Chapter 11

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University of Toronto Scarborough
Biological Sciences
Maydianne Andrade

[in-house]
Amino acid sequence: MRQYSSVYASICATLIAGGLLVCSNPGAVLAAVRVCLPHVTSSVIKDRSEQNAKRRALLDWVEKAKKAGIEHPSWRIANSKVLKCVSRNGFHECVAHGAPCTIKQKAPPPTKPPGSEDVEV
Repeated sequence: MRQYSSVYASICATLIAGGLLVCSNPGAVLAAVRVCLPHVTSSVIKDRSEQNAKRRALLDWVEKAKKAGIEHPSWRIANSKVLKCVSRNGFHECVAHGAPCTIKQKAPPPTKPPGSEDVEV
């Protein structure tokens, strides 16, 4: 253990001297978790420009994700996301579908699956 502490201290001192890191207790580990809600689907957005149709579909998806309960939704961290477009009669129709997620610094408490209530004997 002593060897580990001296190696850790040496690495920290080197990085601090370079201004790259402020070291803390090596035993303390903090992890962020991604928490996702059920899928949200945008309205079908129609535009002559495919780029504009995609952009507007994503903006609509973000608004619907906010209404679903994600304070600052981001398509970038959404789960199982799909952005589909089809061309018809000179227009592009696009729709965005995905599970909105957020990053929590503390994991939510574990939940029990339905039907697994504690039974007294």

Chapter 11 • Mating System: specifies way animal societies are structured in relation to sexual behaviour – who mates with who under what circumstances • Monogamy: 1:1, Polygyny: 1 male: many female, Polyandry: 1 female: many male, promiscuity: > 1 male + female • Social mating system: based on observed interactions between individuals – mating, parental care, pair bonds – inaccurate • Genetic Mating system – paternity and maternity patterning • Polygyny most common – excess of male sperm • 3% males social monogamous, 90% birds – genetic polygamous • Study of drosophila: more females inseminated – more eggs fertilized, greater reproductive success of the male • Male posthumous mate guarding gains exceed cost – if mate is potentially receptive after 1 mating, and finding a second female is low • Monogamy in nature o Clown shrimp: guard receptive male o Sea horse: male can only clutch 1 pouch of eggs  If a female can keep pouch supplied, no need to seek new mate o Prairie voles: social and genetic lifelong bonds o Penguins: social and genetic monogamy o Marmosets: social and genetic monogamy • Mate assistance hypothesis: males remain with a single female because parental care and protection of offspring is advantageous o Surviving offspring compensate for monogamy o California mice: increases # of surviving offspring  Explains why birds use this most –make significant difference • Bird males can incubate and feed young • Only female mammals can gestate and lactate • Female enforced monogamy: females attack the males o Burying beetle releases pheromone scent, but mate attacks to stop o Emerald coral goby: dominant female suppresses reproduction – accepts fate because will die if chased off o Razorbills: attack rivals with beak • Mate guarding: payoff for guarding is high, few other opportunities exist o Marie fish defend territories against each other o Guarding a mate of high quality – eg. Fecund female  Last male fertilizes most eggs , unguarded females remate  Females widely distributed hard to locate • Extra Pair copulation: socially monogamous might not be genetically monogamous – young sired may be raised by others Male monogamy in Mammals • Males may protect infanticidal male intruders which destroy infants o Offspring will also tend to travel with offspring if parents were bonded • Some examples of anti-infanticide hypothesis: some primates have a bigger female than male so males would not dominate her o Rather it is the ecological factors that tilt the cost benefit towards mate guarding which leads to monogamy • Monogamy in birds o Yellow eyed junco: male cares for the first brood while the female nd incubates a 2 clutch – parent help is good for survival o Starling: both parents incubating, eggs stay warmer, develop more rapid o Widowed snow buntings – produce 3 or fewer young, control = 4+ o Give male spotless starling more testosterone and less willing to feed, while blocking testosterone = more likely to feed • Birds sire all offspring of their monogamous mates o Loons and scrub jays are exceptional – engage in extra pair copulation  Females mate with other males other than social partner and use the sperm to fertilize some/all eggs  Males may be taking advantage of this to mate with more females • Polygynous males prevent primary mate from other males while inseminating other females - display ornaments  Monogamous males may just be strangled by their female who get a say in who mates with them • When male life expectancy is short – leave more offspring by other tactics • Most breeding females have several monogamous males, rather than one social partner and few extra pair mates • Galapogos hawk: monogamy to polyandry o Polyandry: scarcity of suitable territories – high male operational ratio  Favour males who can hold a breeding site – harem of males • Purple swamphen: males all have the same chance – equal opportunity • Some species, mates of females receive a clutch of eggs to share responsibility o Wattled jacana: fight for territories to accommodate multiple males  Monogamous male to polyandrous female is disadvantaged for male as he may be clutching other male offspring • Reck neck phalarope: care for own brood o Female produces 2 clutch and draw mate from a male who lost a first clutch – males are more likely to receive a familiar female to reduce egg fertilized elsewhere • Spotted sandpiper: female take the role in courtship o Secure males and gives him a clutch to rear and so on o 5 egg clutches cannot be incubated properly – 4 is optimal  so instead of more eggs, supply more clutches o forced into monogamous males by several factors  ratio biased towards male  nest in areas with mayfly hatches that are food for females/young  single parenting is as effective as double parent o First sperm may be stored for later use What do females gain from polyandry • Usually sufficient sperm, and output does not increase with more males • Can be costly – less parental care, STD, time/energy cost • Galapogos hawk: recruit multiple males to protect her terrirtory • Kentish plover: take advantage of male ratios • STD threat may suggest highly polyandrous species have stronger immune system o Nunn: study macaque and gibbon – higher wbc in female • Benefits to polyandrous female can be categorized as genetic (indirect) or material (direct) o Genetic example: reduce risk of infertile mate  Fertility insurance hypothesis o Coercive mating has no benefit (maladaptive) o Good genes, sexy sons, genetic compatibility – indirect benefits  Good genes hypothesis: lower quality partner will provide less benefit than an attractive  Genetic compatibility: increase genetic variety for good match o Resources, protection, infanticide reduction – direct benefits
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